In recent months we have turned the microscope on the strange activities of the world sanctioning bodies. This is no investigation that relies on anonymous sources or interviews with disgruntled ex-employees. One needs only to examine the public actions of almost any of the organizations. View their websites. Read their rules. Then compare what they say and what they do. We donâ€™t need to eavesdrop or conduct late-night operations to see the peculiarity of their doings.
For other oddities on the workings of sanctioning bodies of late see the following articles: WBC makes Toney mandatory in bizarre ruling and An insult to my intelligence.
In the piece below we take a look at the upcoming IBF middleweight world title bout between Arthur Abraham and Kingsley Ikeke. You read that right, a â€śworldâ€ť title fight. You know without a doubt that Jermain Taylor is the undisputed king of the middleweights. His two title fights with Bernard Hopkins settled the issue.
How then, can the IBF see any fight that doesnâ€™t include Taylor as being for a world championship?
Everyone in the boxing world was well aware that Saturday night the undisputed middleweight championship of the world was on the line as Taylor and Hopkins engaged in close quarters combat in Las Vegas. Right? Wrong.
No, it seems there is a dispute as to who the â€śworld championâ€ť is.
The International Boxing Federation, for reasons known only to the chieftains of that squeaky clean sanctioning body, have deemed that this Saturday in Leipzig, Germany, Abraham and Ikeke will vie for the New Jersey-based sanctioning organizationâ€™s vacant title.
Letâ€™s leave to the side for a moment that a group of men and women could somehow conclude that by facing Hopkins, Taylor was fighting someone who was of lesser qualification than either Abraham or Ikeke â€“ weâ€™ll come back to that later.
Focus for now on the relative worthiness of Abraham and Ikeke to be in a title contest. The starting point of the evaluation is the IBFâ€™s ratings.
First, neither fighter is rated number one in the organization. Sam Soliman is number one, Ikekeâ€™s number two and Abraham is number four. Number three, and excluded from the title picture, is none other than Winky Wright, a recent winner over Felix Trinidad and a two-time conqueror of Shane Mosley.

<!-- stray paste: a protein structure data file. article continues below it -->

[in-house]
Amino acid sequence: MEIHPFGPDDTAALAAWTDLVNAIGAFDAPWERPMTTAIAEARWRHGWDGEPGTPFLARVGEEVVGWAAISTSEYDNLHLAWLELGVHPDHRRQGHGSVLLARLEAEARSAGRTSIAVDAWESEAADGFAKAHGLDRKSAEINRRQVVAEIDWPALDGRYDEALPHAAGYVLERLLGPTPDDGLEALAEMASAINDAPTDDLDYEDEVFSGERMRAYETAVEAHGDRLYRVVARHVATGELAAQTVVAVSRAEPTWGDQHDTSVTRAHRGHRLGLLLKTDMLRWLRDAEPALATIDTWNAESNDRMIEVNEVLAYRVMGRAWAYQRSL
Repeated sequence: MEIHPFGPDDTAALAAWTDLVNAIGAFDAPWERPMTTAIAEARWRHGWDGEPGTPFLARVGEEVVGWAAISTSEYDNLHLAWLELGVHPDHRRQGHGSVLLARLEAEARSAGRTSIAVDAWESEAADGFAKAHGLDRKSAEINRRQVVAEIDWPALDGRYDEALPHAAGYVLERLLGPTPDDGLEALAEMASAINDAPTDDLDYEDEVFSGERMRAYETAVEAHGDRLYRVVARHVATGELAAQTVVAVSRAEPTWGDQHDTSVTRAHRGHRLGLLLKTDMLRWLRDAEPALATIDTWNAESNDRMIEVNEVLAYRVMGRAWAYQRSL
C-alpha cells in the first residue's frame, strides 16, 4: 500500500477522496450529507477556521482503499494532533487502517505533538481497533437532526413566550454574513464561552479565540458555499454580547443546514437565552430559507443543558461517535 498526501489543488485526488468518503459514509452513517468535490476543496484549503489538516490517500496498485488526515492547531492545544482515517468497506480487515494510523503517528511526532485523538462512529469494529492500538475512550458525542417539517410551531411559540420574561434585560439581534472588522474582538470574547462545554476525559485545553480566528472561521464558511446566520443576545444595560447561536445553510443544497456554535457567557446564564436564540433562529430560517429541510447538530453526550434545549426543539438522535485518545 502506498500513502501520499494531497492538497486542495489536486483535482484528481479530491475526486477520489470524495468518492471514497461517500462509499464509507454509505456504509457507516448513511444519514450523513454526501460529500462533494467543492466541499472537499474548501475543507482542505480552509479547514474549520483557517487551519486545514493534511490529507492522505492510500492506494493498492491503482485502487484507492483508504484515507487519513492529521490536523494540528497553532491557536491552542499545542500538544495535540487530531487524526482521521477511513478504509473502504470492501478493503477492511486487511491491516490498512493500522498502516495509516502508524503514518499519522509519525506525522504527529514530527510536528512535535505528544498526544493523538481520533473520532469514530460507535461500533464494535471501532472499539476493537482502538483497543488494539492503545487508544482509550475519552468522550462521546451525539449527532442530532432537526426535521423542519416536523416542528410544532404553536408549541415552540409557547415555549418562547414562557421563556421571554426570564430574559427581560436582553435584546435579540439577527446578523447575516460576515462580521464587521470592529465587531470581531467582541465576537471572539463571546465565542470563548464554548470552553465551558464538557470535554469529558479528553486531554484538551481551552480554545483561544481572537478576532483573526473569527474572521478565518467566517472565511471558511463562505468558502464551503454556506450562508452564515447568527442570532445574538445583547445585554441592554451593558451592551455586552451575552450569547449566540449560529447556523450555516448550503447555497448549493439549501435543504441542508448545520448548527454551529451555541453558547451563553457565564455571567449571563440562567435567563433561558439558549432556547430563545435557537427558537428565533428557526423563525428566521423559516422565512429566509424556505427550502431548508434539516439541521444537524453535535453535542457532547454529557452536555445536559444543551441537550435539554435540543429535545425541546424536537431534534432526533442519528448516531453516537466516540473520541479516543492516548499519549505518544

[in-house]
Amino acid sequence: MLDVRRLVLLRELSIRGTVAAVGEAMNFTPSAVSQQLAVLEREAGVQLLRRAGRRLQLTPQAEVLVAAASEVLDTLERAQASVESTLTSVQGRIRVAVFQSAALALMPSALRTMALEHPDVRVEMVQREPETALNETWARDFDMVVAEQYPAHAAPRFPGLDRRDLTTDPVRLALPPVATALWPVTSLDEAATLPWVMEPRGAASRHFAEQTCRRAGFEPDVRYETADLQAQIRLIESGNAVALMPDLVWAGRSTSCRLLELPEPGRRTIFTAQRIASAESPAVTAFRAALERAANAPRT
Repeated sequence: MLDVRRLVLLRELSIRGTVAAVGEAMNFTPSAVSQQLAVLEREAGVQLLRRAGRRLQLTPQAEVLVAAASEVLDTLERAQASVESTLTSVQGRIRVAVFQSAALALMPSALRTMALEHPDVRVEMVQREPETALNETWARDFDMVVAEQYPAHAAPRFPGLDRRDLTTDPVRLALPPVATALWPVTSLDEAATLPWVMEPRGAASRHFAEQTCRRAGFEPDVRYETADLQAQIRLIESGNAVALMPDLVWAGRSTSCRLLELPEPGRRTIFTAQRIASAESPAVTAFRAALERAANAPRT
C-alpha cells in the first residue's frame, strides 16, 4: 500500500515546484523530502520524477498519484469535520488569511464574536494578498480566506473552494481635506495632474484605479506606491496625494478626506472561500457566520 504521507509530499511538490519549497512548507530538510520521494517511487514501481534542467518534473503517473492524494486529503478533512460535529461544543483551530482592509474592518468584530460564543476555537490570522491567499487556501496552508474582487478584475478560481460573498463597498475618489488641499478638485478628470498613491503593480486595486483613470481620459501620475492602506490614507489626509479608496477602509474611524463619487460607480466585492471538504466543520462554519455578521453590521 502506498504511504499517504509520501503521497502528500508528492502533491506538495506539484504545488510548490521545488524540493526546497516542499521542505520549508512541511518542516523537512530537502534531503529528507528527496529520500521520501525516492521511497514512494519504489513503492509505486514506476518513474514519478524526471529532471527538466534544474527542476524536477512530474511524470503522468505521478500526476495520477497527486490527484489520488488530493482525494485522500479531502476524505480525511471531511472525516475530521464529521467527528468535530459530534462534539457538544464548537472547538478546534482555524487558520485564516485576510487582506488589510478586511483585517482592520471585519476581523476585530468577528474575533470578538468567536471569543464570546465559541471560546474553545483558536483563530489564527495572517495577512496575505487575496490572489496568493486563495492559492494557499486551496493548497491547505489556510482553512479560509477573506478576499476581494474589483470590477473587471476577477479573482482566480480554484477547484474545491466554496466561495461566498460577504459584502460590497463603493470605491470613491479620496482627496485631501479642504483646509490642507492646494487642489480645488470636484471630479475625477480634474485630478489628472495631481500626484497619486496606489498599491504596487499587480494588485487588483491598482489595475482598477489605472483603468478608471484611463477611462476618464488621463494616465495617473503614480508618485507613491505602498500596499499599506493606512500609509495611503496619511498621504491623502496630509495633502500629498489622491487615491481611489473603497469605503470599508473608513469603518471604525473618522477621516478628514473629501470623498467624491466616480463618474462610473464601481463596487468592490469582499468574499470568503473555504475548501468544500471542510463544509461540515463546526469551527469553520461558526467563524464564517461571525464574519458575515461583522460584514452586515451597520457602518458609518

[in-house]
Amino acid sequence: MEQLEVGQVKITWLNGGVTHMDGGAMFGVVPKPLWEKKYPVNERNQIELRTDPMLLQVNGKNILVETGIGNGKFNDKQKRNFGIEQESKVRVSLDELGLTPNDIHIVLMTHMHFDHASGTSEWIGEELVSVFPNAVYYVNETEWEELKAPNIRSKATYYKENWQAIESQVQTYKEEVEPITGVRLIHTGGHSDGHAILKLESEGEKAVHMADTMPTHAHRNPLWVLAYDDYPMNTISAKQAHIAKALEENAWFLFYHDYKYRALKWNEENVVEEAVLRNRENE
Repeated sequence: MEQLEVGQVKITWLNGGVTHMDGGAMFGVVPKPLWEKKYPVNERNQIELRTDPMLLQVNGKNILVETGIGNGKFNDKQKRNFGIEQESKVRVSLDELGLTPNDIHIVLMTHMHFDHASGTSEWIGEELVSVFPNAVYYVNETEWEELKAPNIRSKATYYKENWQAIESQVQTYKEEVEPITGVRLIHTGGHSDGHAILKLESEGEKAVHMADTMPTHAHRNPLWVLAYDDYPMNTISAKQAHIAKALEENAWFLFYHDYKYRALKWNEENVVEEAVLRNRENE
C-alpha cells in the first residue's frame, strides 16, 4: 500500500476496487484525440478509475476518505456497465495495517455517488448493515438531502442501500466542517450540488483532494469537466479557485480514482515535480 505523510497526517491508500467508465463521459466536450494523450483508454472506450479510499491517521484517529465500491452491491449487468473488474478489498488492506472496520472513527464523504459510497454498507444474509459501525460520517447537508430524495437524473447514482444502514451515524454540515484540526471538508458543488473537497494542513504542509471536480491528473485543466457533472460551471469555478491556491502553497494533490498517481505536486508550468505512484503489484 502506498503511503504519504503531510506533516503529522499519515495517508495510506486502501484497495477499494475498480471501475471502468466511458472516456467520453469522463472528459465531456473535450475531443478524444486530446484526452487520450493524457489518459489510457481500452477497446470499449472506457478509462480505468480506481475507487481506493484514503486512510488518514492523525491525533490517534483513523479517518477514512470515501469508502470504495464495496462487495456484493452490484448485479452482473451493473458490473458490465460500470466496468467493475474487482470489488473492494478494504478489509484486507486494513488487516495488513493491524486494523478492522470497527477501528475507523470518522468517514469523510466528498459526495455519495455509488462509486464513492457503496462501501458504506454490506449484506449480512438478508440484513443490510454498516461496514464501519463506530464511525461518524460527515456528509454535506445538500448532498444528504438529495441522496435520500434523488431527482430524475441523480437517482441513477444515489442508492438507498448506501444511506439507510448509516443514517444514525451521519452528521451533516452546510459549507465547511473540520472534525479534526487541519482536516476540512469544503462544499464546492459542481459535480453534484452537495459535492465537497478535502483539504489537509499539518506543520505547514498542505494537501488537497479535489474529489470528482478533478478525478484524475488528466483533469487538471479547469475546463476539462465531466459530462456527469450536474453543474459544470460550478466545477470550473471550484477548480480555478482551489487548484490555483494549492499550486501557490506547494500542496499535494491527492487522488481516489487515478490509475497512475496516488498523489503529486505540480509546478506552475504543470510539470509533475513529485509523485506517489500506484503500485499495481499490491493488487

So what have Soliman and Wright done to find themselves on the outside? They had the temerity to sign to fight each other on December 10th. Thatâ€™s right, the number one and the number three contenders are not qualified to fight for the belt. Neither fighter is squawking because theyâ€™re fully aware that the big cash will come by fighting Taylor.
Wright is number one in the latest WBC and WBA ratings. Soliman is number four in the WBC ratings, and unrated by the WBA (in the top 15 of the organizationâ€™s published ratings). A win over Wright â€“ though highly unlikely â€“ would almost undoubtedly lead to a bout with Taylor.
Of course there is not much squawking from the Hopkins camp either. He, as an officer of Golden Boy Promotions, is happy to see one of his charges, Ikeke, fighting for any kind of belt. You see, the Nigerian, 23-1 (13 KOs), recently signed with the company.
Abraham, an Armenian living in Germany, has amassed a respectable record of 18-0 (16 KOs). His decision win over Howard Eastman, a consensus top-10 fighter, is his only noteworthy victory.
In any case, however significant his win over Eastman, it is not at all clear how the IBF could have decided that he is better than Hopkins. It should be noted that Hopkinsâ€™ first title, and the only belt he defended all 20 times, was the IBFâ€™s. Included in that list of victims was Eastman. (Hopkins is number two in the latest WBA and WBC ratings behind Wright, and number two in the WBO ratings behind, gulp, Felix Sturm.)
Even more astounding is the fact that Hopkins is not rated anywhere in the organizationâ€™s top 15 (though you will find such stalwarts as Evans Ashira, a recent loser to a one-handed Joe Calzaghe, for the WBO super-middleweight belt).
For his part, Ikeke gained his spot with a recent victory over Antwun Echols. You may remember Echols from his title shot against Hopkins in which he was stopped in 10 rounds.
Of course while Wrightâ€™s bona fides are above reproach, it is useful to look at the Australian Solimanâ€™s record to find out just how he squirmed ahead of not only Wright, but also Hopkins and everyone else on the planet.
He gained a victory in an eliminator over Raymond Joval. It has to be noted that Joval has never defeated a consensus top-10 fighter. In fact, his primary claim to fame is winning a couple of rounds against Fernando Vargas, while losing a clear-cut decision.
Soliman, Wright, Ikeke and Abraham are solid contenders (Wright of course is a proven world champion). But, only Wright has fought the best available fighters and proven himself worthy of mention in the same breath as Hopkins and Taylor.
The trouble in the ratings â€“ as we discussed in the article about the WBCâ€™s leapfrogging of James Toney into a â€śmandatoryâ€ť slot â€“ is that the organizations are exponentially widening their credibility gap â€“ if they ever had any.
Before anyone says that it does not matter, we should all consider that the sanctioning bodies are reaping huge windfalls of money from their various title fight and eliminator fees (a subject that we will take up in the near future). This is a consumer issue, and is undoubtedly detrimental to the general health of the sport.